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September 17, 2020

Career Development

Flexible work arrangements in the post-COVID era.

Overhead photo of person sitting cross-legged with a laptop, coffee, and cell phone.

The economy is starting to reopen, and organizations are starting to think about reopening the offices they closed to prevent the spread of COVID-19. In the coming weeks and months, HR managers and leadership teams will revisit and revise remote work policies to determine what work can, will, and should look like.

It’s hard to imagine going back to a normal work environment—one in which every employee shows up to the same office on the same day and stays for the same number of hours. There’s growing support for policies that allow flexible work arrangements, according to LinkedIn’s Workforce Confidence Index—55 percent of respondents said that their industry could be effective when people work remotely. In addition, flexible work arrangements promote public safety: Infectious disease experts say that having fewer people in an office space lowers the risk of transmission of infectious diseases, the New York Times notes.

These decisions will have major implications for employees. Now is the time for workers to speak up and make the case for their own flexible work arrangements. Here’s how you can prepare for and negotiate an arrangement that best suits your needs.

Know what your flexible work arrangement entails.

The national consulting firm Flex+Strategy Group defines flexibility along three lines: where you work, when you work, and how you work.

  • Where you work: Workplace experts told Marketplace that they expect fewer open offices and more remote work options as states ease restrictions enacted to prevent the spread of COVID-19. Many employees are concerned about safety during the reopening period, so negotiating flexible arrangements will be a major topic of conversation. To make the work-from-home case, you’ll need a home office that’s tech-enabled and disruption-free; check with your HR department to find out what you’ll need.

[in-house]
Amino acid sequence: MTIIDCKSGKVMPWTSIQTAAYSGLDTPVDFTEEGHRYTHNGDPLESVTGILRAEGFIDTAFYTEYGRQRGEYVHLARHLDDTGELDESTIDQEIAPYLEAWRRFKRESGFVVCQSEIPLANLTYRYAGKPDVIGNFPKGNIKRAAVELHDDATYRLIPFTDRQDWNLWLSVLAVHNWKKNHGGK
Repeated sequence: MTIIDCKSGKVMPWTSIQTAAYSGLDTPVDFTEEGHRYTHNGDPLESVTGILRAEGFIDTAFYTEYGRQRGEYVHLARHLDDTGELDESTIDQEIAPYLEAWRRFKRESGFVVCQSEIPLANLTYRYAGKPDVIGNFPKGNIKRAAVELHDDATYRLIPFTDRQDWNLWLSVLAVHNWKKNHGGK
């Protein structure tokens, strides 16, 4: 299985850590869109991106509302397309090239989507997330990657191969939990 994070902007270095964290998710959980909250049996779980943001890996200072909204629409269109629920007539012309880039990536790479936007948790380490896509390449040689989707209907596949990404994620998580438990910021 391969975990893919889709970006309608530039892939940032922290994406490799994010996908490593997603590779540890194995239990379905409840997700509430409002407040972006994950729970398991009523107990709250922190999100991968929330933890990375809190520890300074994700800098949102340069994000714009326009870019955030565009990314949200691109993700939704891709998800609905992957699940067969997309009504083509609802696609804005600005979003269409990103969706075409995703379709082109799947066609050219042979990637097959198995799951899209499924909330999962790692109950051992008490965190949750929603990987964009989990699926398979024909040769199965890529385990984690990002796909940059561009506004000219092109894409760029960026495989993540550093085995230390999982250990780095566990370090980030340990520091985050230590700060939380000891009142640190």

• When you work: The 9-to-5 work schedule is restrictive for employees with busy personal lives. These days, flexible work schedules abound, The Balance Careers writes; you might be able to start work earlier or log hours at night after you’ve put the kids to bed, but flexibility varies with industry and job function.
  • How you work: You need to understand your work strengths, weaknesses, and preferences. Extroverts, who are energized by working closely with others, might insist on face-to-face meetings and informal video chats. Introverts, on the other hand, might be happy to work heads-down for hours at a time to tackle their daily tasks.

Know whom you’re negotiating with.

Managers might be more open to talking about flexible work arrangements, but before you send that email asking to discuss a flexible work arrangement, you should still do some research.

  • Does your organization already have a documented flexible work policy in place? If so, what is it?
  • Who are the decision-makers? It could be your direct manager, the most senior person in your department, the HR manager—or all of the above. Engage with them early.
  • Who are the advocates? Talk to remote work advocates who have influence in your organization. If they’ve already been down the negotiating path, they'll be able to share some insight into the process.

Make a plan.

Perhaps most importantly, you’ll need a plan for how your flexible arrangement will work. Be prepared to address and respond to questions or concerns about certain aspects of your plan. If you’re asking to work from home two days a week, you might be asked about how you’ll ensure that you’ll stay connected and accountable to your managers and team. If you’re asking to leave early every day to pick your kids up from school, you might be asked whether you have a contingency plan for when something urgent comes up while you’re out. As Sacha Connor of Virtual Work Insider suggests, you might want to proactively propose performance objectives and communication norms and expectations for when you’re online.

As organizations slowly start to pull back from crisis mode, many of them will use this moment as an opportunity to experiment with new ways of working. Employees should do the same so that they’re in a good position to take advantage when opportunities arise.

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